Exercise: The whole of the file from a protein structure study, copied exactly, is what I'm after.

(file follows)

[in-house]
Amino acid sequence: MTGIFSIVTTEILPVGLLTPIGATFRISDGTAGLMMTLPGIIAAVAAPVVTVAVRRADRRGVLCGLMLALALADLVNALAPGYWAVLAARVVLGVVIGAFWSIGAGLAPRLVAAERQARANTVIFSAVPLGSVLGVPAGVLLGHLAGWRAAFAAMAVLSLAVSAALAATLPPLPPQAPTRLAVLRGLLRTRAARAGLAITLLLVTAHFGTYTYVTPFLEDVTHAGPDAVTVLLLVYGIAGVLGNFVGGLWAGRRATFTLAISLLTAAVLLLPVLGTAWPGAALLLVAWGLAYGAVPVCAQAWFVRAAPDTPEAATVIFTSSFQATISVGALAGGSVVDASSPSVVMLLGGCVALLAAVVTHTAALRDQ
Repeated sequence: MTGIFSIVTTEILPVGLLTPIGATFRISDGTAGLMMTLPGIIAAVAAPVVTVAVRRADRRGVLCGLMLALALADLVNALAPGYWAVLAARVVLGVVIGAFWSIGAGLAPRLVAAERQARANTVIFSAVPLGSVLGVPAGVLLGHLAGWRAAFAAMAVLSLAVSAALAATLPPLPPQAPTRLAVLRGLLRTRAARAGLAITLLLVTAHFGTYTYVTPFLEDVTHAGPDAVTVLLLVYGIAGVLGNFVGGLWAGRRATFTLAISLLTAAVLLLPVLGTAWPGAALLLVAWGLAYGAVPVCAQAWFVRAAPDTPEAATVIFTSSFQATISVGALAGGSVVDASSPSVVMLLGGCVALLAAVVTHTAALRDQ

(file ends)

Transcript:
[in-house]
Amino acid sequence: MTGIFSIVTTEILPVGLLTPIGATFRISDGTAGLMMTLPGIIAAVAAPVVTVAVRRADRRGVLCGLMLALALADLVNALAPGYWAVLAARVVLGVVIGAFWSIGAGLAPRLVAAERQARANTVIFSAVPLGSVLGVPAGVLLGHLAGWRAAFAAMAVLSLAVSAALAATLPPLPPQAPTRLAVLRGLLRTRAARAGLAITLLLVTAHFGTYTYVTPFLEDVTHAGPDAVTVLLLVYGIAGVLGNFVGGLWAGRRATFTLAISLLTAAVLLLPVLGTAWPGAALLLVAWGLAYGAVPVCAQAWFVRAAPDTPEAATVIFTSSFQATISVGALAGGSVVDASSPSVVMLLGGCVALLAAVVTHTAALRDQ
Repeated sequence: MTGIFSIVTTEILPVGLLTPIGATFRISDGTAGLMMTLPGIIAAVAAPVVTVAVRRADRRGVLCGLMLALALADLVNALAPGYWAVLAARVVLGVVIGAFWSIGAGLAPRLVAAERQARANTVIFSAVPLGSVLGVPAGVLLGHLAGWRAAFAAMAVLSLAVSAALAATLPPLPPQAPTRLAVLRGLLRTRAARAGLAITLLLVTAHFGTYTYVTPFLEDVTHAGPDAVTVLLLVYGIAGVLGNFVGGLWAGRRATFTLAISLLTAAVLLLPVLGTAWPGAALLLVAWGLAYGAVPVCAQAWFVRAAPDTPEAATVIFTSSFQATISVGALAGGSVVDASSPSVVMLLGGCVALLAAVVTHTAALRDQ